World Population Day: Safeguarding women and youth to secure humanity
Stephen Ndegwa
Lyette Reback and her husband David with their 16 children, Florida, U.S., /VCG

Lyette Reback and her husband David with their 16 children, Florida, U.S., /VCG

Editor's note: Stephen Ndegwa is a Nairobi-based communication expert, lecturer-scholar at the United States International University-Africa, author and international affairs columnist. The article reflects the author's opinions and not necessarily the views of CGTN.

Without women, maybe none of us would be here today; neither would the hundreds of millions who have preceded us. By the last count in March 2020, the world's population was estimated at 7.8 billion people, and rising rapidly.

While it took over 200 millennia for human population to reach one billion people, it has taken a couple of centuries to hit the seven billion mark. If the current trend in population growth remains constant, the world's population is projected to reach about 10 billion in 2050, and more than 11 billion in 2100.

Putting sense to these daunting figures is one of the global challenges that will shape the conversation during the World Population Day (WPD) on July 11. This year the focus of the occasion is, "Putting the brakes on COVID-19: how to safeguard the health and rights of women and girls now.”

The correlation here seems to be that the coronavirus pandemic is a threat to the well-being of the world's womenfolk, and by extension, humanity.

A participant poses on the catwalk during the Mr & Miss Albinism Kenya Beauty Pageant 2018 in Nairobi, Kenya, November 30 , 2018. /VCG

A participant poses on the catwalk during the Mr & Miss Albinism Kenya Beauty Pageant 2018 in Nairobi, Kenya, November 30 , 2018. /VCG

Indeed, even as COVID-19 has affected everyone in one way or the other, women have been impacted negatively more. For instance, women form the core of frontline workers against the pandemic, putting a higher number of them at greater risk of contracting the virus.

Besides, with the curtailment of movement, many women are unable to participate in crucial income generating activities for the sustenance of their families. This has also exposed them to gender based domestic violence from those close to conflicts arising from extended stay-at-home requirements. 

A research by the United Nations Population Fund (UNFPA) released on April 27 observes that persistence of the pandemic will have major disruptions to health services, which will expose 47 million vulnerable women and girls to major challenges in meeting their sexual and reproductive health needs. And continued lack of modern contraceptives due to supply chain disruptions will result in seven million unintended pregnancies.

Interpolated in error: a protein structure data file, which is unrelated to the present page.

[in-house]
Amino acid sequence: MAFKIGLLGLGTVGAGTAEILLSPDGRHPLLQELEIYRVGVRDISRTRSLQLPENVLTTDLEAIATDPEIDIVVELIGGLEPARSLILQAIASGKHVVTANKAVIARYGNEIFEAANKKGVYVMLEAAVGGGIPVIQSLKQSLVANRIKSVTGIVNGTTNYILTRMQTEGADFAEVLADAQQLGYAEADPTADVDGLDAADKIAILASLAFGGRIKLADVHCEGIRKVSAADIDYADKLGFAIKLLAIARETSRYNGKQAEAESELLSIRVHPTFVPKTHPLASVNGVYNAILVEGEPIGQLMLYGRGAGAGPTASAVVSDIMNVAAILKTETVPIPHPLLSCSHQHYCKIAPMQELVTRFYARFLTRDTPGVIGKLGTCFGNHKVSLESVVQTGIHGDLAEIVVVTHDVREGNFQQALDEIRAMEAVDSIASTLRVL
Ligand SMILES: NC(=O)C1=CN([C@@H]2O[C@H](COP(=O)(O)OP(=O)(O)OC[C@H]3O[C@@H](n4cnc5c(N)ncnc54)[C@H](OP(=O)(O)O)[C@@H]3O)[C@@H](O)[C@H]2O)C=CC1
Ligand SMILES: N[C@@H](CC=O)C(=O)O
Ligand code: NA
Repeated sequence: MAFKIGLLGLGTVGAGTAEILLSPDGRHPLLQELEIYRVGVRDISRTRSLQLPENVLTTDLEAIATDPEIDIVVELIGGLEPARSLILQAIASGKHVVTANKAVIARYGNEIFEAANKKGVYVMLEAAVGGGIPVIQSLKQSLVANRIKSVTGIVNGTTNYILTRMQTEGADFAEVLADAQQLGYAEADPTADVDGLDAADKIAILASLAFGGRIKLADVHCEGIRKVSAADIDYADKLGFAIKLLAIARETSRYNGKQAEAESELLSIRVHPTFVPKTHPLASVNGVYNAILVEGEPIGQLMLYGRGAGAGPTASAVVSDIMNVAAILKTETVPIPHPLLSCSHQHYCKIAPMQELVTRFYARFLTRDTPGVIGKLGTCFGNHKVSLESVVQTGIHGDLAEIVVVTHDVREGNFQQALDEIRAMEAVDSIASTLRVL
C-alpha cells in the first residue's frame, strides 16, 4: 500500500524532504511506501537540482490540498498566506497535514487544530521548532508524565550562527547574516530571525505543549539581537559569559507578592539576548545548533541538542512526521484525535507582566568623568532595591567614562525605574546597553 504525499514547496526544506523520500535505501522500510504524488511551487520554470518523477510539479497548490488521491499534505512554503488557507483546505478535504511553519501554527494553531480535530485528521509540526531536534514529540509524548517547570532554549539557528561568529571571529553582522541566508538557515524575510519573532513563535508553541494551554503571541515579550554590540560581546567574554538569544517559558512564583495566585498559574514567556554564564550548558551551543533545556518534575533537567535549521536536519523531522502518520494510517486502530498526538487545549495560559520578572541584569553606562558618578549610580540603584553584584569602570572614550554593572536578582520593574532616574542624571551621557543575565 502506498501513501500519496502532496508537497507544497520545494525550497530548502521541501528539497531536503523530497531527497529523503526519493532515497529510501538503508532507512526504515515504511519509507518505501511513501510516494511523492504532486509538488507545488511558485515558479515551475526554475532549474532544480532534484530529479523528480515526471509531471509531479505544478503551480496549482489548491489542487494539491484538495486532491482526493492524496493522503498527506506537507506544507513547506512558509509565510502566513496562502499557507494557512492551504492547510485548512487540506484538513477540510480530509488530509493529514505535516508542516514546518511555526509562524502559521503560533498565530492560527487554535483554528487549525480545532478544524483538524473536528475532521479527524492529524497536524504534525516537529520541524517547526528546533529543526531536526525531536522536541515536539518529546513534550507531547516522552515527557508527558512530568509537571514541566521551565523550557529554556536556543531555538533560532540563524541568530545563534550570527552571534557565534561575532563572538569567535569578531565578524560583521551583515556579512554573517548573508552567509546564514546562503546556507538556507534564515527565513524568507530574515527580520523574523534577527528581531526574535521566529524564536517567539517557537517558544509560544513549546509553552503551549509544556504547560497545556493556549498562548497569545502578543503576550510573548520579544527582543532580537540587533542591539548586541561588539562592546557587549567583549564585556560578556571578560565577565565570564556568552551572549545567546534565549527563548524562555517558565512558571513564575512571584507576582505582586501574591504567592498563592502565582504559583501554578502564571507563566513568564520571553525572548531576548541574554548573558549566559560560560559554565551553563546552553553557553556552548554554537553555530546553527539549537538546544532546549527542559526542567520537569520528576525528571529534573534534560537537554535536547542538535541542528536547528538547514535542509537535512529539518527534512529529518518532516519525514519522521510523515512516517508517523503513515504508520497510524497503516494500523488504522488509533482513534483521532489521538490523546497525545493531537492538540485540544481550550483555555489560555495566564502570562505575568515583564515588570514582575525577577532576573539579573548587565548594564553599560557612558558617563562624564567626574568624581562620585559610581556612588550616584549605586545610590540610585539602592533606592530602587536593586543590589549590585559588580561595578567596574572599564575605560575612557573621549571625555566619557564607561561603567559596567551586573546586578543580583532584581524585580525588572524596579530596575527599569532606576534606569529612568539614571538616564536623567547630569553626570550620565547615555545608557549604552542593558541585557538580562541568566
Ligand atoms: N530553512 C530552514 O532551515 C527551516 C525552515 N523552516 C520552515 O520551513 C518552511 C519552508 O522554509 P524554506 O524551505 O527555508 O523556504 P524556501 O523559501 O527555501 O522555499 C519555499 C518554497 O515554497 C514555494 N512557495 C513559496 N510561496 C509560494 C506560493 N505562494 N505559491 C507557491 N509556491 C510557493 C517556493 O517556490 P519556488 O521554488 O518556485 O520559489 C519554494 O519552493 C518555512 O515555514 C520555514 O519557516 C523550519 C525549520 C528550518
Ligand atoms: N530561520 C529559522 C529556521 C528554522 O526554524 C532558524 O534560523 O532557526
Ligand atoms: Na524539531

In addition, it predicts that if the lockdown continues for six months, it will result in 31 million additional cases of gender-based violence, two million cases of female genital mutilation(FGM), and 13 million child marriages in the next ten years.

Consequently, the UNFPA will use the WPD 2020 to "raise awareness about the vulnerabilities of women and girls during the pandemic," rallied at the 2019 International Conference on Population and Development in Nairobi, Kenya.

But COVID-19 is not only posing risks to girls and women, but also to the old and youth. It is on record that older people, particularly those who are 60 years and over, are succumbing more to the coronavirus. 

The implication is that this demographic will need more resource allocation for COVID-19 prevention and treatment, which will be an extra burden to already stretched national budgets due to economic shutdowns.

Adolescents and the youth have been caught up in the middle of the pandemic. 

On one side, their future has been disrupted, mainly due to the massive closure of educational institutions. In countries like Kenya, the government has finally cancelled the 2020 school calendar, which will delay national exams until 2021, and require pupils and students to repeat classes.

Massive economic damage also means that economic recovery efforts might take long to break even, greatly hampering job and business opportunities for the young as they leave college.

Still, this young demographic holds the world's future prospects. While their welfare must be safeguarded, it is vital that they are also involved in pandemic mitigation measures to avoid irreparable damage to their future. UNFPA observes that "young people can be an important resource in mitigating risks, and community outreach in this crisis."

Ultimately, no one should be left behind in human development, regardless of their demographic status.

According to a recent report released by the UN Development Program titled, "COVID-19 And Human Development: Assessing the Crisis, Envisioning the Recovery," the pandemic is not really the original cause of the crises currently facing human development, especially in the areas of income, health, and education.

Hopefully, through research, study of other communities' experiences and courageous trial and error moves, containing measures against COVID-19 will have lasting effects on people's lives.

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